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American intellectual Noam Chomsky on Donald Trump and the Doomsday Clock

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"The most powerful country in history is now leading the way towards what may be terminal destruction."

That's how famed American scholar and public intellectual Noam Chomsky assessed the consequences of Donald Trump's presidency a year after his election.

Key points:

  • The doomsday clock now the closest it has been to terminal disaster since 1953
  • Elements of the TPP are "seriously objectionable, others are positive"
  • Australia has "a difficult balancing act" pursuing a positive path in world affairs

Perhaps best know for his penetrating critiques of socio-political systems, Mr Chomsky, 89, is also the founder of modern linguistics, a pioneer of cognitive science, and a recipient of the 2011 Sydney Peace Prize.

He has authored more than 100 books with topics ranging from politics and war to history and mass media and is one of the most cited scholars in modern history.

Mr Chomsky spoke to the ABC's The World program on President Trump's slide towards midnight on the Doomsday Clock, the TPP and Australia's significance in world affairs.

Donald Trump and the Doomsday Clock

"I think the best and most authoritative assessment [of Mr Trump's first year] was perhaps given by the famous Doomsday Clock. As you know every year since 1947 leading distinguished physicists and political analysts assess the state of the world and set the Doomsday Clock at a certain number of minutes before midnight. Midnight means terminal disaster. It began seven minutes before midnight in 1947 after that atom bombing, it's been oscillating since. Just now a week ago it was moved two minutes to midnight, after a year of Trump. That's the closest it's been to terminal disaster since 1953 when the US and later the USSR exploded thermonuclear weapons demonstrating that human intelligence had now developed the capacity to destroy everything on earth.

Is there room for optimism?

"Yes there are many quite hopeful signs. Go back to the 2016 election, the focus of attention is of course on the Trump victory … however something else happened that was astonishing: Bernie Sanders, who came from nowhere, even used the scare word "socialist", had no support from private wealth or [the media] … he might've won the election, and is now far and away the most respected political figure in the country.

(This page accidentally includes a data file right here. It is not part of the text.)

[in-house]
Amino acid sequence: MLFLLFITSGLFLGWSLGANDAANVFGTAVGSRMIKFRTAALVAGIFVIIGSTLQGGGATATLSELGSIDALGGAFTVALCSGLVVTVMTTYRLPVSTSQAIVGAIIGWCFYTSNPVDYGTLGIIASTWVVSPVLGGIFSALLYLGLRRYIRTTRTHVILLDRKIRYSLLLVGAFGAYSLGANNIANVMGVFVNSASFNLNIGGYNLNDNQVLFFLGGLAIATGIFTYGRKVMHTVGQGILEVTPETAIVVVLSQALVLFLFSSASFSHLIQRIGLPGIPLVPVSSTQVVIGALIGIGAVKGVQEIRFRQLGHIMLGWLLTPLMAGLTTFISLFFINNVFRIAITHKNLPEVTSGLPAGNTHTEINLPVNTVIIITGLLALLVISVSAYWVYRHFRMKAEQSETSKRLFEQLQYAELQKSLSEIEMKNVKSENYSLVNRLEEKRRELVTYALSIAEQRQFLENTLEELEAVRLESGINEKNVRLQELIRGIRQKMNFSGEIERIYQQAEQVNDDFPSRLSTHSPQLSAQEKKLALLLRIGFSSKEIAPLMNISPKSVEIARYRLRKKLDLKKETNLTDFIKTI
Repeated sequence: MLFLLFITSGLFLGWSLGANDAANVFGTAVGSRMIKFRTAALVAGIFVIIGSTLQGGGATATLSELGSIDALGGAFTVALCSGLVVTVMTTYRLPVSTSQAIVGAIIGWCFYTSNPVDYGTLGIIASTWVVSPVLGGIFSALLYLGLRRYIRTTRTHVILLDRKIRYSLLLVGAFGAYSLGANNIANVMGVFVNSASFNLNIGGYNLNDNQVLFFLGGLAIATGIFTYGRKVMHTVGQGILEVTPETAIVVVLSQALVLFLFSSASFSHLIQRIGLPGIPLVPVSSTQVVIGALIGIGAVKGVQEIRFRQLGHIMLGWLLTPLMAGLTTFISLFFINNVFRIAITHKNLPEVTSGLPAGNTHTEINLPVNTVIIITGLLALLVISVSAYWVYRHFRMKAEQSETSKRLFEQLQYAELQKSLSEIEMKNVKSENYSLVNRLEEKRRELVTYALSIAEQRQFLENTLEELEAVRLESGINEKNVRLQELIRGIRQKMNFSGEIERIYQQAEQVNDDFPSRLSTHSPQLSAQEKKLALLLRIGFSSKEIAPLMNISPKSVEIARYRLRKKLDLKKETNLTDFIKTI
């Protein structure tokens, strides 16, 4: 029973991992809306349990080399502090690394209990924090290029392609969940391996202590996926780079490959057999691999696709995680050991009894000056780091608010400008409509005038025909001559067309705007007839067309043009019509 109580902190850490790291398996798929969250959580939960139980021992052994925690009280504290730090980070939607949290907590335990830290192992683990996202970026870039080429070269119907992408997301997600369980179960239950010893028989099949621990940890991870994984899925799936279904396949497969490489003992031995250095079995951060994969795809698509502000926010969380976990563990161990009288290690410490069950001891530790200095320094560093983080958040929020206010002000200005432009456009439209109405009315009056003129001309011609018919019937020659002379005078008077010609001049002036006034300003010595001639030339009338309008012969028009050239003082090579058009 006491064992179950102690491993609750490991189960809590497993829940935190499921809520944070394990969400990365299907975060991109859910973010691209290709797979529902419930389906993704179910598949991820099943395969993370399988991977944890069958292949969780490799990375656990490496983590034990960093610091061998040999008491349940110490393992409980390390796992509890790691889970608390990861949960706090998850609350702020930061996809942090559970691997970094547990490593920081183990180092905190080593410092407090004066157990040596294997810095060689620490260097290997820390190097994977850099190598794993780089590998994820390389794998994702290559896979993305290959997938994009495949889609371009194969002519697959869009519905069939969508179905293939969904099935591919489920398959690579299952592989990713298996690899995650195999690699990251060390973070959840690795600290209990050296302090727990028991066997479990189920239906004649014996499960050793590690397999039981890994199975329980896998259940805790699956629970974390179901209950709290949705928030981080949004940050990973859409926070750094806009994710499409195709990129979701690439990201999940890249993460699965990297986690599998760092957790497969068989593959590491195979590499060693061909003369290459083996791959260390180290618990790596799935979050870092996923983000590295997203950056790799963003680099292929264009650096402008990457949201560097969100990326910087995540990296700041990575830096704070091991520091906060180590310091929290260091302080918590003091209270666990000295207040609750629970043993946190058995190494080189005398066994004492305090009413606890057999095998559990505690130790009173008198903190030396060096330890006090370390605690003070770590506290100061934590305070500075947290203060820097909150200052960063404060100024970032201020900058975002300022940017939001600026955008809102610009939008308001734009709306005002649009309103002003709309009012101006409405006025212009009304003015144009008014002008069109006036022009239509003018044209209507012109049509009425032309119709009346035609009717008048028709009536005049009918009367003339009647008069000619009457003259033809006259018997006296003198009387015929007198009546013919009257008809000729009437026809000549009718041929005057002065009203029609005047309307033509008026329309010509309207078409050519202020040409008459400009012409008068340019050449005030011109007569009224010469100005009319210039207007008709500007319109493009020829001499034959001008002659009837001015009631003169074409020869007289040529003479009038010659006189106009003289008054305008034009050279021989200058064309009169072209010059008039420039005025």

That breaks with well over a century of American political history, in which predictability of election is very well given simply by looking at variables like campaign spending. This is astonishing and it's a real positive prospect for the future."

Elements of TPP 'objectionable, others positive'

"The TPP was quite unpopular in the US, in fact both candidates [Hillary] Clinton and Trump were opposed to it, but you have to look at why they were opposed. There are elements of the TPP which are seriously objectionable, and others that are positive, and unfortunately the reason Trump pulled out was not the objectionable features but the positive ones.

One consequence of this is to reduce US influence in the Pacific region, and the world, in fact it's a gift to China and increases their influence. On the other hand integration of the global economy can be of benefit to people. So it's not the question of integration, of globalisation, but it's a question of what form it takes."

Australia's 'difficult balancing act'

"China is a growing expanding power, its expanding its influence, carrying out aggressive actions in the South China Sea and is pursuing its interests in many ways, some benign, some destructive. The United States has been the dominant world power, and is seeking to maintain its influence and control. It's certainly not averse to using force, no need to go through the record.

And Australia — its not a major super world power but a significant one — has to choose ways which will tend towards alleviating and reducing conflicts and opening ways for more beneficial, international policies to take place, meanwhile attending to quite serious issues arising within Australia.

It's a difficult balancing act but Australia has the intellectual, economic resources to pursue a positive path in world affairs."

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